U.N. Report Says Increased HIV Testing, Treatment Can Increase Survival Rates of Infants Living With Virus
Early treatment for HIV-positive infants can significantly increase their chances of survival, according to a report released Monday by UNICEF, the World Health Organization, UNAIDS and the United Nations Population Fund, the AP/Baltimore Sun reports (AP/Baltimore Sun, 12/1). The report also said that many children younger than age one are dying of AIDS-related illnesses before they are even tested for HIV and that pregnant women are not receiving sufficient counseling and other services necessary to teach them about contraception and safer infant feeding (Charbonneau, Reuters, 12/1). Consequently, the report called for increased HIV testing so appropriate treatments can begin as early as possible.
"Without appropriate treatment, half of children with HIV will die from an HIV-related cause by their second birthday," Ann Veneman, executive director of UNICEF, said, adding, "Survival rates are up to 75% higher for HIV-positive newborns who are diagnosed and begin treatment within their first 12 weeks." WHO Director-General Margaret Chan said in a statement, "Today, no infants should have to die of AIDS. We know how to prevent these tragic deaths, but now we need to focus on strengthening our health care systems to ensure that all mothers and children receive treatment as early as possible" (AP/Baltimore Sun, 12/1). Outgoing UNAIDS Executive Director Peter Piot added that he remains optimistic about the prevention of MTCT, which he called a "human right" (AFP/Google.com, 12/1).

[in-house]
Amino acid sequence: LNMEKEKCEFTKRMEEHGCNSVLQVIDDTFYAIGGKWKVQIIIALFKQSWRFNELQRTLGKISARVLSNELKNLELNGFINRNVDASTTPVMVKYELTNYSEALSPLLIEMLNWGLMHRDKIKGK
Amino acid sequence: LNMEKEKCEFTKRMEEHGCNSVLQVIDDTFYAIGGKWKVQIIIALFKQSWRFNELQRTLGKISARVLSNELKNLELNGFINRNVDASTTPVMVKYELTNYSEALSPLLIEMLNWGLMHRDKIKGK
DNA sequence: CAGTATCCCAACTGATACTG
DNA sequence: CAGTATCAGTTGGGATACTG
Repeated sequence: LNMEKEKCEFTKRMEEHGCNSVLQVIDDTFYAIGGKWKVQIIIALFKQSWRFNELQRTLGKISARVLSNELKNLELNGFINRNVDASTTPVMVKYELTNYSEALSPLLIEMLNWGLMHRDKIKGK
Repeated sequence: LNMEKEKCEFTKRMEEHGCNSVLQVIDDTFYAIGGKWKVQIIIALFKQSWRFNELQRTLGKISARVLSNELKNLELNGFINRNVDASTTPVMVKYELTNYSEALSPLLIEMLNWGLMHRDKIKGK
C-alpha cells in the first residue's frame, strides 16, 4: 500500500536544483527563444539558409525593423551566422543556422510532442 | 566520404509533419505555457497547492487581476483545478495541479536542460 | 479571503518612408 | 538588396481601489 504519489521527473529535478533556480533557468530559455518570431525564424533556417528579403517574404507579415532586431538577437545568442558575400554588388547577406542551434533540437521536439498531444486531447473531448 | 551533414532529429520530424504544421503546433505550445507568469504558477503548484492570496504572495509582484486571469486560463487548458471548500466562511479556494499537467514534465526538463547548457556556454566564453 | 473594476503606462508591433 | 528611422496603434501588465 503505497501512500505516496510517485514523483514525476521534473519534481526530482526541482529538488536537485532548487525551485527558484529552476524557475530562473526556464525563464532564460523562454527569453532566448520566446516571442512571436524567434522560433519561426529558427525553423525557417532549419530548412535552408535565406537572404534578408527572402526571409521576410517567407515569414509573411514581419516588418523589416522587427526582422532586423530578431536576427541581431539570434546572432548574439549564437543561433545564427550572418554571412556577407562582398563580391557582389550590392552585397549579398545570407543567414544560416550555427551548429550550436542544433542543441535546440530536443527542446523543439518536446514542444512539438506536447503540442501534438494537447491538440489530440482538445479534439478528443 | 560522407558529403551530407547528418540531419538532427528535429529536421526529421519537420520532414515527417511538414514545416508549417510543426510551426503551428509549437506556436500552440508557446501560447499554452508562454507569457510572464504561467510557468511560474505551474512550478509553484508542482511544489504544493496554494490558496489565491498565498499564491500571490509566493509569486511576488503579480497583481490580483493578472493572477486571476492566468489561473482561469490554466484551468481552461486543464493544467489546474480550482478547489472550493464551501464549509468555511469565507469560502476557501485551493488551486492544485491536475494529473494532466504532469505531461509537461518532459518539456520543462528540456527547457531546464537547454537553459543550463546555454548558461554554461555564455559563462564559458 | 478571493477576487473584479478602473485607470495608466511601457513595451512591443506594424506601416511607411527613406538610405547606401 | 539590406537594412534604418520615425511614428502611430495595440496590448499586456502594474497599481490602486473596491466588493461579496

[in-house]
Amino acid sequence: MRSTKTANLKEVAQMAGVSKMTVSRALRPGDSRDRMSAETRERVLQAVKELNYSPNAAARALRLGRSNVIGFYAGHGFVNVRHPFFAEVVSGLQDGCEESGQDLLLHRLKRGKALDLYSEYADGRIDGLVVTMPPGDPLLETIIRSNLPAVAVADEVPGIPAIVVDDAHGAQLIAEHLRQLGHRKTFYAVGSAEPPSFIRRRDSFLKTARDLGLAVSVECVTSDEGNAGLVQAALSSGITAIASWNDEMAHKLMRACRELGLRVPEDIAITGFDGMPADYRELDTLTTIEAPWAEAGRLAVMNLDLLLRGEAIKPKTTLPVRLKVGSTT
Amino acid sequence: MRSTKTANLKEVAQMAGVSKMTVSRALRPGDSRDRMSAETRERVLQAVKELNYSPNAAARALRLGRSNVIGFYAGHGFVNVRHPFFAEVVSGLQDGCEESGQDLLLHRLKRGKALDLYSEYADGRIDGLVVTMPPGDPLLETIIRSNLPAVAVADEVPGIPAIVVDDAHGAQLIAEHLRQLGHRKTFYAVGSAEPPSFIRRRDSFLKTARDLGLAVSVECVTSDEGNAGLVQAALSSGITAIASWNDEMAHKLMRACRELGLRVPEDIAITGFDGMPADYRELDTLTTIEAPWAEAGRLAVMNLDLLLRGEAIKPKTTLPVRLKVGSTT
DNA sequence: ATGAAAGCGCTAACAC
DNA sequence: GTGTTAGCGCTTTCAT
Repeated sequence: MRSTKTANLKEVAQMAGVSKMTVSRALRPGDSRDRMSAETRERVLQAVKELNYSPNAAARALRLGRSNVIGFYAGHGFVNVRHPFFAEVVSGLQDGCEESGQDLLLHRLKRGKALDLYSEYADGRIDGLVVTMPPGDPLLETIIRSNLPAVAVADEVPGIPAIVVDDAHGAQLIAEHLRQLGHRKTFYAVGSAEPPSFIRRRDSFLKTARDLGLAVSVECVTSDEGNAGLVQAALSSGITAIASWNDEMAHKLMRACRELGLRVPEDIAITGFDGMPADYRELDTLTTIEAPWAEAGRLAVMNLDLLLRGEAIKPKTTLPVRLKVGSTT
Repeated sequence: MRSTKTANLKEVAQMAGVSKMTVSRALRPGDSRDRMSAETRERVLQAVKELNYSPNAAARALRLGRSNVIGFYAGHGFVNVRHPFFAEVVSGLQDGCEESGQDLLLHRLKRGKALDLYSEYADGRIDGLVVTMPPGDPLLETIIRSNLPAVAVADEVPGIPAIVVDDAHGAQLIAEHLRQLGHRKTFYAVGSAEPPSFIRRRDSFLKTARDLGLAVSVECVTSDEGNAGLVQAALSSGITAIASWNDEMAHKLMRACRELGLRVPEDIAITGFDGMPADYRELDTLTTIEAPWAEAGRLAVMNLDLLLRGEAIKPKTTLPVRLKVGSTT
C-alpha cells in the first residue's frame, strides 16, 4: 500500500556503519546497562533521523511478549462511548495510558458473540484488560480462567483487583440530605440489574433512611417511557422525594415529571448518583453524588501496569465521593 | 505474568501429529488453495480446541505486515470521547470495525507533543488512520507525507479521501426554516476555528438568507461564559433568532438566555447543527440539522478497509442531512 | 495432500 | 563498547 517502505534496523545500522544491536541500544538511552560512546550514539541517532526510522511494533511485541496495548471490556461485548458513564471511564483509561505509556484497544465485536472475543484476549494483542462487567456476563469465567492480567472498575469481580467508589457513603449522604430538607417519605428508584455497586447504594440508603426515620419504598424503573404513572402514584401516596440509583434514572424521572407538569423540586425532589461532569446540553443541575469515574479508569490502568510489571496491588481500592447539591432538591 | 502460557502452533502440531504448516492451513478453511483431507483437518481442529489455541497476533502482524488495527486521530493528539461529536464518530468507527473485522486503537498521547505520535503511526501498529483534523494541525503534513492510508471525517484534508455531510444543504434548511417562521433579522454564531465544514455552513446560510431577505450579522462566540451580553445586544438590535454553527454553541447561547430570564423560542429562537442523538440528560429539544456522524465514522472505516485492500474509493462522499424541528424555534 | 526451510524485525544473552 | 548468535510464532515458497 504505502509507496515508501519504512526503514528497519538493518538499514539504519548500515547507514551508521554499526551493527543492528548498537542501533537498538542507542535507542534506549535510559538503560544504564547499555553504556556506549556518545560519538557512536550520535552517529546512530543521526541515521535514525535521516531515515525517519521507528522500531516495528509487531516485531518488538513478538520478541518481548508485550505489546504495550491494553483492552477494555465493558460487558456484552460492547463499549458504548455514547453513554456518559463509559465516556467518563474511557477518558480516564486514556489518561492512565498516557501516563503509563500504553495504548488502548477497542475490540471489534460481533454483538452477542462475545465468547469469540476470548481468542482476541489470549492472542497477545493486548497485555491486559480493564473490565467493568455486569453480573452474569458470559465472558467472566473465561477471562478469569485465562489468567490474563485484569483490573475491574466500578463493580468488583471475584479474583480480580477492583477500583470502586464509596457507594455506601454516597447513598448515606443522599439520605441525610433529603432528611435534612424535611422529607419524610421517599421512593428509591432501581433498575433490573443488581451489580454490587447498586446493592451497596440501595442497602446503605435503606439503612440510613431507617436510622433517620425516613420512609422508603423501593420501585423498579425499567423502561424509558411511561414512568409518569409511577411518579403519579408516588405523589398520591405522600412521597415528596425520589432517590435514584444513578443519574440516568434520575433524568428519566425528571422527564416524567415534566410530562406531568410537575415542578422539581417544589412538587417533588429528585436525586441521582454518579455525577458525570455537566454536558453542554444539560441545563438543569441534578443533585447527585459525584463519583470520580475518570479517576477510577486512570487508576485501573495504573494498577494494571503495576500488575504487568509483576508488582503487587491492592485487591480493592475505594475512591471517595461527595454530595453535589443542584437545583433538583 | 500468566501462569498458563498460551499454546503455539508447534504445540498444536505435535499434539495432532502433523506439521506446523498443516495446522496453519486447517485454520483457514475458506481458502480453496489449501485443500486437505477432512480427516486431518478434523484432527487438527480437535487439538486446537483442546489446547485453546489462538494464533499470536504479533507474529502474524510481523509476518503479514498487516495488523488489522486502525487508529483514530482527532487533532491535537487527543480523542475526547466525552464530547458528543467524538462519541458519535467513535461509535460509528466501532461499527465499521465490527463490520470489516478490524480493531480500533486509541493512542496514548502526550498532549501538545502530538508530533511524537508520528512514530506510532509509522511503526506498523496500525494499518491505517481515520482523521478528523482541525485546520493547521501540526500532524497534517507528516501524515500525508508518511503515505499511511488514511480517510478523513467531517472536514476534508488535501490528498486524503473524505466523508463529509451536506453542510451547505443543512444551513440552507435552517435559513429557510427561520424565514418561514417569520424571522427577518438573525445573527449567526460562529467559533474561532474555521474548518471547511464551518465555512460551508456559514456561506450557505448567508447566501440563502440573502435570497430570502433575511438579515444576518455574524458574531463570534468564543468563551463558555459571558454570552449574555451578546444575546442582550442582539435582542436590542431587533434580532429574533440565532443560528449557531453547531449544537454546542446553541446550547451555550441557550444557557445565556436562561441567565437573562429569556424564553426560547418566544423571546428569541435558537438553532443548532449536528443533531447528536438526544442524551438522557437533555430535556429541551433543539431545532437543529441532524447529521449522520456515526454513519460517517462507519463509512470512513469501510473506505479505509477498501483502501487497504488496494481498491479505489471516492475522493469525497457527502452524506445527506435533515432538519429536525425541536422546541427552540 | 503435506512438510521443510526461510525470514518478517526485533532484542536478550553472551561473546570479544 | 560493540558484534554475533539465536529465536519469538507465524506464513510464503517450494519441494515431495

The report found that only 18% of pregnant women in low-income and middle-income countries were given HIV tests and that of those who tested positive, only 12% were further screened to determine how advanced the virus was and the type of treatment required (AP/Baltimore Sun, 12/1). The report recommended that tests to determine the immune functions of HIV-positive women be made more widely available to determine virus progression and reduce the chance of MTCT (Reuters, 12/1). In addition, less than 10% of infants with HIV-positive mothers were tested for the virus, according to the report. Nevertheless, the report forecasted progress in some of the most affected countries where early screening is increasing, including Kenya, Malawi, Mozambique, Rwanda, South Africa, Swaziland and Zambia (AFP/Google.com, 12/1).
The report is available online (.pdf).